So let’s take stock of summer: a cracked phone, a broken camera, locked out of the apartment on moving day, and a sprained thumb. All trivial. Alrik’s still glamping with me. Our carpeted pre-fab is healing on some levels. We’re pretty deep in the park-like setting. I could get used to not smelling garbage juice. Nor do we hear cars, trucks, honking, or helicopters. No one is over the age of 37, including me (haha, just kidding… sigh).
I had an option on a birthday this month, but I passed. There comes a time when birthdays come around too damn often, like it’s another weekend or something, and you have to put a stop to it. I’m staying the same age for two years this time.
It’s too bad, because my cohort, we’re good at celebrating birthdays. We’re not particularly gifted, so we’re betting on our cuteness to get us through the program. We’ve celebrated all our teachers’ birthdays already. We have to keep it coming, thank goodness we have Xmas just after finals. And then next semester, we can do up the New Year’s thing to get to know our next bunch of profs. I’ll say this for my fellow students: they have the talent of getting their projects done so they can get on with their lives, unlike me. I belabor things. Not much has changed since grade school.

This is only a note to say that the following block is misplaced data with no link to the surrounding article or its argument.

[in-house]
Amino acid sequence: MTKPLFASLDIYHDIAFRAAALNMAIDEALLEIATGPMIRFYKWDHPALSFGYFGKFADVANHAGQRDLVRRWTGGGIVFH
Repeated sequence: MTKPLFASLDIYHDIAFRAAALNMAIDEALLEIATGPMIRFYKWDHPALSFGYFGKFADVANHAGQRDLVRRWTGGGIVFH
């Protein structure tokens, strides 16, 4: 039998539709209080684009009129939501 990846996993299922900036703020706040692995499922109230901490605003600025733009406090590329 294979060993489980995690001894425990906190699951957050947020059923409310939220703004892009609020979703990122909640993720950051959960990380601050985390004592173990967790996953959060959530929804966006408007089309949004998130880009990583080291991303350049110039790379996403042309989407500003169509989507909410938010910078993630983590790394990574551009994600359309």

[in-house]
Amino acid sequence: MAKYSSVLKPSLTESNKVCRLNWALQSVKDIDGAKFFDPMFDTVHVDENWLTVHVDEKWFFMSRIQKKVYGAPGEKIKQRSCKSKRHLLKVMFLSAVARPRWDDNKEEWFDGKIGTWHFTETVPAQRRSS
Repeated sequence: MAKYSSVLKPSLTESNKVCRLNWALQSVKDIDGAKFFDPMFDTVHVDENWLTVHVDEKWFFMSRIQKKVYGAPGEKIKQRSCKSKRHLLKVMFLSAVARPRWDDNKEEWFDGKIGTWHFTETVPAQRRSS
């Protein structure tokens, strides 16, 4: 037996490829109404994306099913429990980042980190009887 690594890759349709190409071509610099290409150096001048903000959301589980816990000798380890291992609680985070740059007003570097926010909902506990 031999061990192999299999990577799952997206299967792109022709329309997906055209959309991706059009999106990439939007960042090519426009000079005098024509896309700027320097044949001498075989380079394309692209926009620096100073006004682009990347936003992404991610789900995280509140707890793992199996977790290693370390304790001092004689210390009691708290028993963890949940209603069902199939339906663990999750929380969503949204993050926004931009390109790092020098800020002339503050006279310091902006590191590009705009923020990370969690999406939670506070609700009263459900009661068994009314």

I caught up on my reading for, like, 5 minutes. So I treated myself to a movie. We went to see Spike Lee's BlackkKlansman. Alrik tried to have a conversation about it with the Uber driver on the way home. That went nowhere. He got shut down immediately. We were the only people in the movie theater. Does no one talk about stuff other than football and restaurants?